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Liberal Bigotry

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posted on Jun, 29 2015 @ 03:48 PM
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a reply to: beezzer

It's actually a FREER country now with this SCOTUS ruling. It's funny how the conservatives who are for oppressing a minority group with their legislation are afraid that a SCOTUS ruling is going to result in THEM being oppressed.
edit on 29-6-2015 by Krazysh0t because: (no reason given)




posted on Jun, 29 2015 @ 03:52 PM
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originally posted by: Krazysh0t
a reply to: beezzer

It's actually a FREER country now with this SCOTUS ruling. It's funny how the conservatives who are for oppressing a minority group with their legislation are afraid that a SCOTUS ruling is going to result in THEM being oppressed.


When have I ever stated that I had a problem with this ruling?

I just don't wish to see religious freedoms lost as a result.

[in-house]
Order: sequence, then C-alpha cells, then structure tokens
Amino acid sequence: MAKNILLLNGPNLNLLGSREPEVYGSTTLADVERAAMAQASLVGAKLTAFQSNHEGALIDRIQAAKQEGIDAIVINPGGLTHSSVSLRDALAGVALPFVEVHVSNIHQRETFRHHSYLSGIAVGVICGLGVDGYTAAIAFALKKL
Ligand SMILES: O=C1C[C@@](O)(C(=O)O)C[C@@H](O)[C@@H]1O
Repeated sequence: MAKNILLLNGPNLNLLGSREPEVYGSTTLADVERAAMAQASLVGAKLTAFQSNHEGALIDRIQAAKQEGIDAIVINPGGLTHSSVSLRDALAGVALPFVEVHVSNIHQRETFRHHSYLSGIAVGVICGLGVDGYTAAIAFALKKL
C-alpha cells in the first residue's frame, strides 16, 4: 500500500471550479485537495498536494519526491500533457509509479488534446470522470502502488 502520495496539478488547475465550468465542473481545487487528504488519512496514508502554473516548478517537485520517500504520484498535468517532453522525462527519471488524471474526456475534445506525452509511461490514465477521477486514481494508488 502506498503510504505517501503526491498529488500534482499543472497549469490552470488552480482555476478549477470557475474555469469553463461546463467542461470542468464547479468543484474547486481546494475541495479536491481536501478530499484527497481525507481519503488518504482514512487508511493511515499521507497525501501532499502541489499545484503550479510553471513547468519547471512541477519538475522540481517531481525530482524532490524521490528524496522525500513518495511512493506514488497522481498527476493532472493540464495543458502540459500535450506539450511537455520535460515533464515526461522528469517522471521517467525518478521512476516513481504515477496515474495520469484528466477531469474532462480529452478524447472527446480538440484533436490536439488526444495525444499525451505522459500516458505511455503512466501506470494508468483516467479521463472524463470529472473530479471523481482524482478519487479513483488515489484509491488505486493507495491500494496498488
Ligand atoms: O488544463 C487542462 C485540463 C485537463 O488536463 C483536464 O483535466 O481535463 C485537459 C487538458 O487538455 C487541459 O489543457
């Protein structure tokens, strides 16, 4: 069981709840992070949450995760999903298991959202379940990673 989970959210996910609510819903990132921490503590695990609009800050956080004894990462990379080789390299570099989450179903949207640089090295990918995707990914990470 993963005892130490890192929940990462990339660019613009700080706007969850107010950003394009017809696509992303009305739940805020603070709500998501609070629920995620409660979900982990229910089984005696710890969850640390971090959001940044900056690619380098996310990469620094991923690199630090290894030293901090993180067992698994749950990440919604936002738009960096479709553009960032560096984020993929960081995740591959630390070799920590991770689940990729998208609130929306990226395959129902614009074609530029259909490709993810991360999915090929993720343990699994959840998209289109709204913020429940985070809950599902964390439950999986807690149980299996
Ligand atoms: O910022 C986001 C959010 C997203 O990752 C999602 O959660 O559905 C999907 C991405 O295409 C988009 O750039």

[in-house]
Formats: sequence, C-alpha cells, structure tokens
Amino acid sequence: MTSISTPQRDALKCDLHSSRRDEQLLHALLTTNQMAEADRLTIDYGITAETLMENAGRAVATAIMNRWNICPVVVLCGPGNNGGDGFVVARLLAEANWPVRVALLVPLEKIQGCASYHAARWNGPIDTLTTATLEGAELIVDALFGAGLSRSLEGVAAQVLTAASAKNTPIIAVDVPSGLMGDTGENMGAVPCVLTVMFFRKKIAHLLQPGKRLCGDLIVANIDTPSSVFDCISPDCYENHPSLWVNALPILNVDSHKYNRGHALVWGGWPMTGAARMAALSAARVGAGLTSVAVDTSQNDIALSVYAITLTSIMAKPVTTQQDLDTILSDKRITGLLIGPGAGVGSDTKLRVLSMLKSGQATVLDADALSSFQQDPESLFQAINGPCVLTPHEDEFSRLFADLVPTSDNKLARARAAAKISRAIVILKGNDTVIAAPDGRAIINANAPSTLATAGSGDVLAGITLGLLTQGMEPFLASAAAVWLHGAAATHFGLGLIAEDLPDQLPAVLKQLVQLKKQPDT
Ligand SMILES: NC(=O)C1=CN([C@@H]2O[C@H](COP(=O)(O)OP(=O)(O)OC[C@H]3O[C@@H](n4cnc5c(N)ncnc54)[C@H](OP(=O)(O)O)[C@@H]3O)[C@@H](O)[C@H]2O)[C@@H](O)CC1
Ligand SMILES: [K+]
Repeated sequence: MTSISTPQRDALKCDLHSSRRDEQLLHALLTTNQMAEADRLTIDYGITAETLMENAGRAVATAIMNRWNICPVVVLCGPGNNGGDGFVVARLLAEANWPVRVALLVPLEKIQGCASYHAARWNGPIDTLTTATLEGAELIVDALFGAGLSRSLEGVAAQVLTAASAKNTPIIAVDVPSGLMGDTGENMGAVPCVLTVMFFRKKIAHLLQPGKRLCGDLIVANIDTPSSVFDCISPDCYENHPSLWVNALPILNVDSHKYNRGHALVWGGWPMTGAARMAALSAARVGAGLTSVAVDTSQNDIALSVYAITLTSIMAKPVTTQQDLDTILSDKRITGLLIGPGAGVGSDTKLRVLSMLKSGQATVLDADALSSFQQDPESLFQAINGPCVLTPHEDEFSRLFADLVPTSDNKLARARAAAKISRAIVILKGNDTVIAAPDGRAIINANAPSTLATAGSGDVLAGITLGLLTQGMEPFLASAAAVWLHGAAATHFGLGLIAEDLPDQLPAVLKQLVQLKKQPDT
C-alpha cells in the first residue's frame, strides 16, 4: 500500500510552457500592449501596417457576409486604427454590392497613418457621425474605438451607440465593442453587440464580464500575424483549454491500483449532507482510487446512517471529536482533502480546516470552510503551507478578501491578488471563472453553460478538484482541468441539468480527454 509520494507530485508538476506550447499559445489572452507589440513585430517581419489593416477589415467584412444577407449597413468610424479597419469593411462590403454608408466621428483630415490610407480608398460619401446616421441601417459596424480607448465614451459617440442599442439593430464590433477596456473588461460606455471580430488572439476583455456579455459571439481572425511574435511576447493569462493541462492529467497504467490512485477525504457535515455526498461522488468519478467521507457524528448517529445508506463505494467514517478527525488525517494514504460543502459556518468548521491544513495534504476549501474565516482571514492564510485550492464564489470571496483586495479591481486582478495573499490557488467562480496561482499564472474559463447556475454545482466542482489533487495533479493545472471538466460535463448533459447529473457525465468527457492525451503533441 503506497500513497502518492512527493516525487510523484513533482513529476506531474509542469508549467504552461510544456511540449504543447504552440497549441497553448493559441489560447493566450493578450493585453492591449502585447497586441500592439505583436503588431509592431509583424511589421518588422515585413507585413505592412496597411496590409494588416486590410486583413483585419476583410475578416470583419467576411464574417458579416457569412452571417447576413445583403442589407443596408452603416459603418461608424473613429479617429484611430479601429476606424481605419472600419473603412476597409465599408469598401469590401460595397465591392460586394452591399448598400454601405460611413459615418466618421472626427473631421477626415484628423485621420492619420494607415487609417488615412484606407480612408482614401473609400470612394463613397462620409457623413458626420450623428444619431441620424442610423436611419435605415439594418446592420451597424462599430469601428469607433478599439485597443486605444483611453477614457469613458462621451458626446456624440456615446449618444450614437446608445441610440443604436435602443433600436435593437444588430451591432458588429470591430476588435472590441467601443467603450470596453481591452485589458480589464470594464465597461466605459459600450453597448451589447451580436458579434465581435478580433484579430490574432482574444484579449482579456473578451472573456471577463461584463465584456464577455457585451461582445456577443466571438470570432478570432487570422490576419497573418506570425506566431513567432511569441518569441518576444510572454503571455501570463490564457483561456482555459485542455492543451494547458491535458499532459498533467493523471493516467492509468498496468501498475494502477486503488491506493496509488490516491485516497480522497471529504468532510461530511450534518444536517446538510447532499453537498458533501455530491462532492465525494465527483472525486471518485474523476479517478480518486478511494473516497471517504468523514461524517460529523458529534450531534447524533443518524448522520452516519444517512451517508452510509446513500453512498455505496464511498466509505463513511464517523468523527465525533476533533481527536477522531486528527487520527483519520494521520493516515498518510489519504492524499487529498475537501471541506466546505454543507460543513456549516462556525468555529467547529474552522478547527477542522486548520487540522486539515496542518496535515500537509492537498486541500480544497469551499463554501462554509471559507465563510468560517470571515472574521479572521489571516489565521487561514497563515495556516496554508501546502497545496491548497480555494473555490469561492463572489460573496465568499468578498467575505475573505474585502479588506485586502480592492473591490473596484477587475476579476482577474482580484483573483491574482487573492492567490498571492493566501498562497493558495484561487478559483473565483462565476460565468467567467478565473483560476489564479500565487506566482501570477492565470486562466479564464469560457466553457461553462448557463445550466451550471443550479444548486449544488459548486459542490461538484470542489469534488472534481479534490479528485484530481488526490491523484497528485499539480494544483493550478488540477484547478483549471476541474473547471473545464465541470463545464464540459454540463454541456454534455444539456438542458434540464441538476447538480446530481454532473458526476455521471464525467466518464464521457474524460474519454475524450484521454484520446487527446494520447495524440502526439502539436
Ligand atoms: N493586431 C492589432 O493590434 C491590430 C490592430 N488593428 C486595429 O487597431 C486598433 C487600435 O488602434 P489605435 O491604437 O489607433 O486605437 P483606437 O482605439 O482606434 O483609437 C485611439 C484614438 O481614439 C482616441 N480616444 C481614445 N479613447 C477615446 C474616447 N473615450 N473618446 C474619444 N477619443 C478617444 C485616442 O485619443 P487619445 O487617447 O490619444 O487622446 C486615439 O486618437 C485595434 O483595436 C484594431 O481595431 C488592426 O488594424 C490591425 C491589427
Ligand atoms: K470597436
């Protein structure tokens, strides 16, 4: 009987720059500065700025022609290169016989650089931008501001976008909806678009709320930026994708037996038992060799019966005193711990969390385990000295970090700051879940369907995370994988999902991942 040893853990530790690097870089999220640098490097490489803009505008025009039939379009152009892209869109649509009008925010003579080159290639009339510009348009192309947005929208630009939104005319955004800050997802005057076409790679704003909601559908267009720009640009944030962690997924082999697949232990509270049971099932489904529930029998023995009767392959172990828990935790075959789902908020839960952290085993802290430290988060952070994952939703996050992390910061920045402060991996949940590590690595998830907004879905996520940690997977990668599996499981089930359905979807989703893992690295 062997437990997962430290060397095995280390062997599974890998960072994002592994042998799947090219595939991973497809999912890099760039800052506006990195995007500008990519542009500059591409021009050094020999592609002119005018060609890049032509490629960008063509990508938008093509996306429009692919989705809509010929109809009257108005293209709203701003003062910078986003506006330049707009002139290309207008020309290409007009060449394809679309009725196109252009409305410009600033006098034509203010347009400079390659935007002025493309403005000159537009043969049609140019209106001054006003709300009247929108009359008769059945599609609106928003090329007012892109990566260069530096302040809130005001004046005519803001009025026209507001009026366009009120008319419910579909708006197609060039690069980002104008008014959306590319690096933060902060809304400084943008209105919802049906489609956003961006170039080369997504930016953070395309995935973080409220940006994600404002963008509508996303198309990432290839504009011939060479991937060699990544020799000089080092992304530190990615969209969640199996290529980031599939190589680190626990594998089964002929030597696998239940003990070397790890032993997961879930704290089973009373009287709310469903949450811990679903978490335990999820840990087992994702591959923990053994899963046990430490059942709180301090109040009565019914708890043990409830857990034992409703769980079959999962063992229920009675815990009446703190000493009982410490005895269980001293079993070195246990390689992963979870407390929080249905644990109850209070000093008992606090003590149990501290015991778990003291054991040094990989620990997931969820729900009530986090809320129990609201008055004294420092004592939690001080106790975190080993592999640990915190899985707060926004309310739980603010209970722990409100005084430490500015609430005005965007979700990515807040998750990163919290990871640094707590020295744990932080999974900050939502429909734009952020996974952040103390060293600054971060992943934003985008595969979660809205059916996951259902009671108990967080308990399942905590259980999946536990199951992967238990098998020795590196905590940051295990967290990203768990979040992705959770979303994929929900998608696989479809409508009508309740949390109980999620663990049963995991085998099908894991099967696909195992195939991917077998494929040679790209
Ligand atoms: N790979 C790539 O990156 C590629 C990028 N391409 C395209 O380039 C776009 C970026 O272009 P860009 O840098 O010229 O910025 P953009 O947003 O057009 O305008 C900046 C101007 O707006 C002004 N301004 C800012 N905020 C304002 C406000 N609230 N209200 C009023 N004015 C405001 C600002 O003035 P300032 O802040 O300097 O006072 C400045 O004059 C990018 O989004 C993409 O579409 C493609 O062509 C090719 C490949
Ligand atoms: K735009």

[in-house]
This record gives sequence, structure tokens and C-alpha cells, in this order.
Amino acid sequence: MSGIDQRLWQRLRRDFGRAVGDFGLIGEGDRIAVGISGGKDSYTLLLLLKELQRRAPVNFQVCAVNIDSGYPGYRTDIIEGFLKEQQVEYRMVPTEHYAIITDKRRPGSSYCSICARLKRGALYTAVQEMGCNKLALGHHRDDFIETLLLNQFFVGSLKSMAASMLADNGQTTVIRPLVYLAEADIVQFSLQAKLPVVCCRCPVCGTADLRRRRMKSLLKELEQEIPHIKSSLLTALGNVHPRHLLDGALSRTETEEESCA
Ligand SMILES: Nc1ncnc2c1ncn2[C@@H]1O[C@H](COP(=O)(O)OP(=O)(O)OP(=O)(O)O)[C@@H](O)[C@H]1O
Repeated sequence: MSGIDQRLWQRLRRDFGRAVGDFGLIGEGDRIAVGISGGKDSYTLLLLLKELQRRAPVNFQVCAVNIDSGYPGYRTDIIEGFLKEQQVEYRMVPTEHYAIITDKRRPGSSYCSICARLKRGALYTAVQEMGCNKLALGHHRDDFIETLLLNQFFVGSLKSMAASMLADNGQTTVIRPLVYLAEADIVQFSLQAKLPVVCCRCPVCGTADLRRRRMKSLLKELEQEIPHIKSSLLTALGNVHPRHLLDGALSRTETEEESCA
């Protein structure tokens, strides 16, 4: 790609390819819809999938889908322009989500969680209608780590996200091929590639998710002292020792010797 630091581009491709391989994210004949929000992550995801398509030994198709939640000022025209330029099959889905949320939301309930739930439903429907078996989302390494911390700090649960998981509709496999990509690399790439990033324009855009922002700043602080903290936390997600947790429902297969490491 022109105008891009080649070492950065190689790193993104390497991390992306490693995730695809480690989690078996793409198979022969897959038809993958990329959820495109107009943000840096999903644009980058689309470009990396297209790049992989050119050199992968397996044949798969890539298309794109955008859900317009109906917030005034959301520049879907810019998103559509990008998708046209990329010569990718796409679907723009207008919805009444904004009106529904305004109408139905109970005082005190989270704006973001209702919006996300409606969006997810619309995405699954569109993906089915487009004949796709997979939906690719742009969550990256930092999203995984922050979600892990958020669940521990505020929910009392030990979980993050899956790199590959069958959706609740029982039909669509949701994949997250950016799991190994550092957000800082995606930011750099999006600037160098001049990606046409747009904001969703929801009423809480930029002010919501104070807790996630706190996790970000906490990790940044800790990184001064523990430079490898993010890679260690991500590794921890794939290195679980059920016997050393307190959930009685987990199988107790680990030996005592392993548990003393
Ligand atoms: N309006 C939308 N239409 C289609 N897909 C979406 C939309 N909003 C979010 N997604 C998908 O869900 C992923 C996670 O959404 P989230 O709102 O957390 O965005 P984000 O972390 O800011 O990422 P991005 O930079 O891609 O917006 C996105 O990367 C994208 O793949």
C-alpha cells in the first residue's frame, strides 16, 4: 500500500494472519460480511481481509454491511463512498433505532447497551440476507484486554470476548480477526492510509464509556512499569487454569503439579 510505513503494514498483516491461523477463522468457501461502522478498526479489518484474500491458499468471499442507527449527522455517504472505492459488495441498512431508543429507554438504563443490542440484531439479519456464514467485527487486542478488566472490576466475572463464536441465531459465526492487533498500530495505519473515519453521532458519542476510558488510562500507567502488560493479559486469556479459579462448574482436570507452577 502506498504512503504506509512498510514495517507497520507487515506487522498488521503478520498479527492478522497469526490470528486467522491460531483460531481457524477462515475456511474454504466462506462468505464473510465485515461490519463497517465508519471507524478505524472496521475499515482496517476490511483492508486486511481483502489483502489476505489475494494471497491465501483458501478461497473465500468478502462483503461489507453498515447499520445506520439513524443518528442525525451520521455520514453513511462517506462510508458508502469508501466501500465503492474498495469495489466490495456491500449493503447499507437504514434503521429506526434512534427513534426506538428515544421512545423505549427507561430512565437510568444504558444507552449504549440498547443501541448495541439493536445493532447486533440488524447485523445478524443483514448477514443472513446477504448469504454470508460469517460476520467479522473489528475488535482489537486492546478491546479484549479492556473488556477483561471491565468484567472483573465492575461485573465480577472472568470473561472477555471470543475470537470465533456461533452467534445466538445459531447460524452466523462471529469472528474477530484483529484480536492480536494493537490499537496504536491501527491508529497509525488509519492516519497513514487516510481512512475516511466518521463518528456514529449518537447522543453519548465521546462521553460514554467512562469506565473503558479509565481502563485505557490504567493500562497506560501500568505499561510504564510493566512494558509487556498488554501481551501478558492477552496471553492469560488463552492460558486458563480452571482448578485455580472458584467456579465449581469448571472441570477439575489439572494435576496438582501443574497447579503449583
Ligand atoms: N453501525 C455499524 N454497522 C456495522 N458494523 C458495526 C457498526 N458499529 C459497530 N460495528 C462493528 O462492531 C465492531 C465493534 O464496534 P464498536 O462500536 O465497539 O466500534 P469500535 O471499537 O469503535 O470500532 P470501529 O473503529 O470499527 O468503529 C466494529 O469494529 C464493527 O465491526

posted on Jun, 29 2015 @ 03:53 PM
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originally posted by: beezzer
a reply to: introvert

Actually, you're for a reinterpretation of the 2nd, if memory serves.

But hey, it's a free country (for a while)

yay socialism!


I'm glad you paid attention. I do advocate for the 2nd amendment to be further elaborated and specified. Too much of our 2nd amendment has been infringed due to it's vagueness. All it's going to take is a bunch of anti-2nd politicians to take office at one time and they will continue to define it for us. The results being less right and more of a government privilege.